Tick-Borne Diseases May Spread More Easily with Global Warming


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While some studies say global warming is not to blame for an upswing in tick-borne disease occurances, a new experiment shows that warmer temperatures are indeed a problem when it comes to ticks turning towards humans for lunch. After noticing several instances of tick-borne illnesses affecting humans during particularly hot times, Didier Raoult, a professor at the University of Marseille School of Medicine in France, decided it was time to test out if higher temperatures drive disease-carrying dog ticks to latch on to humans.

To see how much the temperature, in particular, mattered, Raoult and two colleagues turned themselves into human guinea pigs. They incubated 500 brown dog ticks at 77 degrees Fahrenheit (25 C) and 500 at 104 degrees Fahrenheit (40 C). Then, they placed the ticks on their own arms.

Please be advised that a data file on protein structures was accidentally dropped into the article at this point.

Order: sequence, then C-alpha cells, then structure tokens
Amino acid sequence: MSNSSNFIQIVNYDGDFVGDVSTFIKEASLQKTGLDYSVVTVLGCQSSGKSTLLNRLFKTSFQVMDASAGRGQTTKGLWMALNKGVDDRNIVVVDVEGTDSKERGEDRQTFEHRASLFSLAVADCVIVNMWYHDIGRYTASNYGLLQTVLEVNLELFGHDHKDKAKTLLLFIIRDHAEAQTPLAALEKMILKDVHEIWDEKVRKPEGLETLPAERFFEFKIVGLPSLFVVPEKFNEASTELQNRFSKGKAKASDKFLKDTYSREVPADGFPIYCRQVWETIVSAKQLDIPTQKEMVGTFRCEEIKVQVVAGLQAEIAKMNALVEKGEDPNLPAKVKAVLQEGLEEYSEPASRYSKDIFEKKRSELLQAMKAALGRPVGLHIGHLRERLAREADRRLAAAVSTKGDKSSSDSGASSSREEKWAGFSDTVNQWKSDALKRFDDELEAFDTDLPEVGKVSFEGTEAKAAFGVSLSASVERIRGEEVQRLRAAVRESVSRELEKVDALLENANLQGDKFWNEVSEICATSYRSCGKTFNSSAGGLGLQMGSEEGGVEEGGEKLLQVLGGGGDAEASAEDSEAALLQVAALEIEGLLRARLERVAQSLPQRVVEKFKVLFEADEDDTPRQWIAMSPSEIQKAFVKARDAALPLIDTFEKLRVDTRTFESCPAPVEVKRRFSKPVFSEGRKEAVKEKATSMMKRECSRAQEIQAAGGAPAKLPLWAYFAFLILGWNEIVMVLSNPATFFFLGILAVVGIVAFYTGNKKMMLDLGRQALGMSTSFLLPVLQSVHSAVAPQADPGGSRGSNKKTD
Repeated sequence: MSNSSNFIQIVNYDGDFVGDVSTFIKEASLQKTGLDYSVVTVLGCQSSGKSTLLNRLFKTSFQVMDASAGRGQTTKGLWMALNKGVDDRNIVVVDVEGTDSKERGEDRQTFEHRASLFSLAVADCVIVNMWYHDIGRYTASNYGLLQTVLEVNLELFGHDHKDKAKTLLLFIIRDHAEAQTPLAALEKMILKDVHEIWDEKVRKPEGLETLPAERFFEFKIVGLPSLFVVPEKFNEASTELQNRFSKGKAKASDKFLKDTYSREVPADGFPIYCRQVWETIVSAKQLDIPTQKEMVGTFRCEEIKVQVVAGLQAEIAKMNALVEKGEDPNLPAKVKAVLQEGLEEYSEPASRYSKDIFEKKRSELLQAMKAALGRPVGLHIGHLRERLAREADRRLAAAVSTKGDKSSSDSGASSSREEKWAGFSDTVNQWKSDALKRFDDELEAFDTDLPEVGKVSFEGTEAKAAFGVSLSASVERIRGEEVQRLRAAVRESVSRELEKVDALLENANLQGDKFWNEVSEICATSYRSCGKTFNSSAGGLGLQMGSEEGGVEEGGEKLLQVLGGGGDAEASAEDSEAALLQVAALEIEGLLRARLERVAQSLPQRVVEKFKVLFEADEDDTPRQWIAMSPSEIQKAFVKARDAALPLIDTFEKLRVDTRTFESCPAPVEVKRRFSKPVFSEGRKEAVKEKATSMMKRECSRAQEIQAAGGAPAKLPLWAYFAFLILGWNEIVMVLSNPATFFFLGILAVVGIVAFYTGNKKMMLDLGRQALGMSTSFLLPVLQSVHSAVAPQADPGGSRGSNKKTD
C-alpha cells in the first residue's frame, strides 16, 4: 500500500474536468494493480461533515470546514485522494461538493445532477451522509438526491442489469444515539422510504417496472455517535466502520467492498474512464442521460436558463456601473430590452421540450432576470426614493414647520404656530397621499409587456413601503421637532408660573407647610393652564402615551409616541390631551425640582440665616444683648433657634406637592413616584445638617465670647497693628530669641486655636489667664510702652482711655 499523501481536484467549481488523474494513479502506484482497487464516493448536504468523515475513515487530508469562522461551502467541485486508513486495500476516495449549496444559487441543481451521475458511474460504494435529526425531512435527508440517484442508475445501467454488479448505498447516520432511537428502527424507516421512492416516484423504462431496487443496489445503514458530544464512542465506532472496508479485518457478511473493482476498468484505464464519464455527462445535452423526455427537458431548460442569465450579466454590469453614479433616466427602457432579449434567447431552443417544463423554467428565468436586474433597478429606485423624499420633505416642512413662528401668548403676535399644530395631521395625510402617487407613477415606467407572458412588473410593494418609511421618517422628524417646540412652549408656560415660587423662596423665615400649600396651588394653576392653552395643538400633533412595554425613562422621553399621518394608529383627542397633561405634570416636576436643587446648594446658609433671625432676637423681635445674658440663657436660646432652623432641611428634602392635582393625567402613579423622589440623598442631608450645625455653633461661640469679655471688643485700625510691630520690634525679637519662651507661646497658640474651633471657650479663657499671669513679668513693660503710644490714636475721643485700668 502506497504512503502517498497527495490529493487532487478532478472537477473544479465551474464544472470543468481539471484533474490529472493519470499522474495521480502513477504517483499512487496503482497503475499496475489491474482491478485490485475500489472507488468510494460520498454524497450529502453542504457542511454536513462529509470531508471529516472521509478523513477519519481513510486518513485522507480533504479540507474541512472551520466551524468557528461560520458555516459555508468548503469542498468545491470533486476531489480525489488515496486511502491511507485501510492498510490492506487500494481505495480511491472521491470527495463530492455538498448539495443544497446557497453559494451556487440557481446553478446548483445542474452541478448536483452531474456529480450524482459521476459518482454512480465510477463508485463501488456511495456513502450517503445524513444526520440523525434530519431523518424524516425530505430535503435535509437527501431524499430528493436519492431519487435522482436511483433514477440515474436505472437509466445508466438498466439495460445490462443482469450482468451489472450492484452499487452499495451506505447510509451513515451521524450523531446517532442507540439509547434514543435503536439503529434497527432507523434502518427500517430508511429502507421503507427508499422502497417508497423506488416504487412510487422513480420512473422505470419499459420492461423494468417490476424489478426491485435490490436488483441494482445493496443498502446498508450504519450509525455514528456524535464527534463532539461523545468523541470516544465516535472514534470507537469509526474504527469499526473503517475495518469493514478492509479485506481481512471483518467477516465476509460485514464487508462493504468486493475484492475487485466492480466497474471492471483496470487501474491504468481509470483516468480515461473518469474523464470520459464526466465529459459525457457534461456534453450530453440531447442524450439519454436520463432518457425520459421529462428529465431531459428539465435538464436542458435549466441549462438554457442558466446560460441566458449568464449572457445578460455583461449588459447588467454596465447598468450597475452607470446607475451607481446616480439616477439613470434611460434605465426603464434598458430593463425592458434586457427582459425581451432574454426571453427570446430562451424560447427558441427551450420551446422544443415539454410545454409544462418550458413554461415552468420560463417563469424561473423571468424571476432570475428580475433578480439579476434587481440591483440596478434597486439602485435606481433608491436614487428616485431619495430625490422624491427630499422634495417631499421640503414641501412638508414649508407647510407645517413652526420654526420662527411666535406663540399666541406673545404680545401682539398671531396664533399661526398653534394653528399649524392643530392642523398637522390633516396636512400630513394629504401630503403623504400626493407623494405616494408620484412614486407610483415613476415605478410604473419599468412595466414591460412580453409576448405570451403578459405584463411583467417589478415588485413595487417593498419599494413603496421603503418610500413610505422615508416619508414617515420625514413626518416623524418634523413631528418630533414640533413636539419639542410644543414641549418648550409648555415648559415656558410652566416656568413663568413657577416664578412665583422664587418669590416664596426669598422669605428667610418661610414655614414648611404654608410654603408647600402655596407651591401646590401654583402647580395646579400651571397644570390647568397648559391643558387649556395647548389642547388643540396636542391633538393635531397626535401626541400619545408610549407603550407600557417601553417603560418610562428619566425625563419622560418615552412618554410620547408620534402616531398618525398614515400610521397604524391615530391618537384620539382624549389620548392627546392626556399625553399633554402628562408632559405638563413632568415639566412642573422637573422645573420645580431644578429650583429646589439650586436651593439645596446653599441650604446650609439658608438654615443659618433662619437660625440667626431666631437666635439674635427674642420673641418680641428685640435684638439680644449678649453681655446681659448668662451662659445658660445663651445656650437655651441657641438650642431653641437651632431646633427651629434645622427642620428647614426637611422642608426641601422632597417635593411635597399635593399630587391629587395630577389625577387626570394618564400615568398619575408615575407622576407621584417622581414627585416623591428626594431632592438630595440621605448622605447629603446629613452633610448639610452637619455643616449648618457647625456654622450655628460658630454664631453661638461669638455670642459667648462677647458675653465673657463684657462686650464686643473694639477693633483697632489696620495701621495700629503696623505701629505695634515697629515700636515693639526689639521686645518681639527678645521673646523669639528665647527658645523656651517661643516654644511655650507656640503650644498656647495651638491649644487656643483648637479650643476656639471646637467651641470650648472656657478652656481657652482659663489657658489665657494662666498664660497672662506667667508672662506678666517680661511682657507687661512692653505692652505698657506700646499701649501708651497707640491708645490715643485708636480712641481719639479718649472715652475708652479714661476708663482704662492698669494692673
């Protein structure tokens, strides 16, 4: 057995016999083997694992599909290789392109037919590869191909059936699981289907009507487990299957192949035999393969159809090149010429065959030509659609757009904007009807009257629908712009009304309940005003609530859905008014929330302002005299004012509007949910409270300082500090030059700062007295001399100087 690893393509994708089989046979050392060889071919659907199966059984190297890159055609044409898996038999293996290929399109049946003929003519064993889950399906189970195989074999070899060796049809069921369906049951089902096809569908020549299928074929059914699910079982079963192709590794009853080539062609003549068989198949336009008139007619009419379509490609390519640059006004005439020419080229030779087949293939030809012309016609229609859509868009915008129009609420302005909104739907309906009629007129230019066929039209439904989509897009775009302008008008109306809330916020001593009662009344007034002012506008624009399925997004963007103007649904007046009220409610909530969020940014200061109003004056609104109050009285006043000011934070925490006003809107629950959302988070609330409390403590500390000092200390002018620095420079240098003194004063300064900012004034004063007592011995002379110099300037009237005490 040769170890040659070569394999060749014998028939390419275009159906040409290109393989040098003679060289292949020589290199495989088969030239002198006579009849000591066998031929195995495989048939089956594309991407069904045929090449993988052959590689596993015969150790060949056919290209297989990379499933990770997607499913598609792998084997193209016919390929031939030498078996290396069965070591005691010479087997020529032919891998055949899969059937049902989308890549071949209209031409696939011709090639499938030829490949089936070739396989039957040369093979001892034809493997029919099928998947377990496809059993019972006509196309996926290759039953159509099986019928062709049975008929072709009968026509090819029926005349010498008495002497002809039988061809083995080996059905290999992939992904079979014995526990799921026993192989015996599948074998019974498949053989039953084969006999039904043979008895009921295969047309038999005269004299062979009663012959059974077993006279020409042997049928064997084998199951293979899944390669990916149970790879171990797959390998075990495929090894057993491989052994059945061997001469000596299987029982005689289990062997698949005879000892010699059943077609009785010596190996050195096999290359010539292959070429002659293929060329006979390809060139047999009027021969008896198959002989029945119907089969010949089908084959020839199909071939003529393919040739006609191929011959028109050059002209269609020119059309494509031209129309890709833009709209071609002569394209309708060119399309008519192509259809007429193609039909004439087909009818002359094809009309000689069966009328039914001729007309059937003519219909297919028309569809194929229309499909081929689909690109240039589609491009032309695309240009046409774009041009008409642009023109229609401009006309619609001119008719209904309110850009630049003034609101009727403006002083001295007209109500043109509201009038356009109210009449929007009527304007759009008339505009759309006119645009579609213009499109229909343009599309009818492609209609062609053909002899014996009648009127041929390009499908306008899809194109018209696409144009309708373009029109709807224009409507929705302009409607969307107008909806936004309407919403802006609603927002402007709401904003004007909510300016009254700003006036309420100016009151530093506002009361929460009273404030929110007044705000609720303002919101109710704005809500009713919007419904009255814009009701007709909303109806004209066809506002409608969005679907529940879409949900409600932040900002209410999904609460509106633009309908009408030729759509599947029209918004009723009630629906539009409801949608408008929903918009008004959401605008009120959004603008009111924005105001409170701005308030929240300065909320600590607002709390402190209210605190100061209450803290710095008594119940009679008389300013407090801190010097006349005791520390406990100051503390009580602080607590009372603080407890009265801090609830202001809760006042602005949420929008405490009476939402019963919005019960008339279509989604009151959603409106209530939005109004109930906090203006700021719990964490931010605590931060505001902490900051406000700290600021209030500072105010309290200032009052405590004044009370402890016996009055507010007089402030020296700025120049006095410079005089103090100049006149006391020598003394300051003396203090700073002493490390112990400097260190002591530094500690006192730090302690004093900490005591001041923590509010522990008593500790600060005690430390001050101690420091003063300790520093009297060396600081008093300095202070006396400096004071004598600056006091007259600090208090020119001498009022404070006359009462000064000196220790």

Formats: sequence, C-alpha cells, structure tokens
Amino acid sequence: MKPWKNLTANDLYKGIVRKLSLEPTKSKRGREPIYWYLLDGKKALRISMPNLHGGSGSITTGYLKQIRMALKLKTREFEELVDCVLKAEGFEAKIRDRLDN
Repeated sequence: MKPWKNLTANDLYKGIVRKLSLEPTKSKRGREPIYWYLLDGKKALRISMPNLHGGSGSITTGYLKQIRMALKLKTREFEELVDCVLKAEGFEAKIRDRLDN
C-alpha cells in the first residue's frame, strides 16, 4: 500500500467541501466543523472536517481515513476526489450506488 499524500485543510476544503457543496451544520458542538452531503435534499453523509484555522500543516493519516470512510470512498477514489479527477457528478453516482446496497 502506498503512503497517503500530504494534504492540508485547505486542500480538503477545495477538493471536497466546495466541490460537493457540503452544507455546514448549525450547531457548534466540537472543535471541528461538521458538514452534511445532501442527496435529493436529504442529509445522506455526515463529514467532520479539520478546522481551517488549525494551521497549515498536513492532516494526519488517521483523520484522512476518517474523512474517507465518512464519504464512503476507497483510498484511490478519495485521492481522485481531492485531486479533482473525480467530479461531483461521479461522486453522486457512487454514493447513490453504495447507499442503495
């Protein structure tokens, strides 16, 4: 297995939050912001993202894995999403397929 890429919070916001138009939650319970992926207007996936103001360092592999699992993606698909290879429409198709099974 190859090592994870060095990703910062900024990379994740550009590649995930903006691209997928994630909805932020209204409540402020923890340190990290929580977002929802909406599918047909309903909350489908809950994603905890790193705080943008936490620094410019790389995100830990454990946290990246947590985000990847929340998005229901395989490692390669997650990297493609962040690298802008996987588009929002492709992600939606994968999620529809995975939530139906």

Discovery News has more about what the experiment showed, and how rising temperatures could indeed pose a problem for humans when it comes to dodging ticks.

Via Discovery News
More on Global Warming's Effect on Health:
The Ticks Have it: Climate Change Not to Blame for More Diseases?
Warning: Effects of Global Warming Include Death
Global Warming Wants to Eat Your Flesh
New Worries about Climate Change-Induced Spread of Infectious Diseases

Tags: Diseases | Global Climate Change | Global Warming Effects

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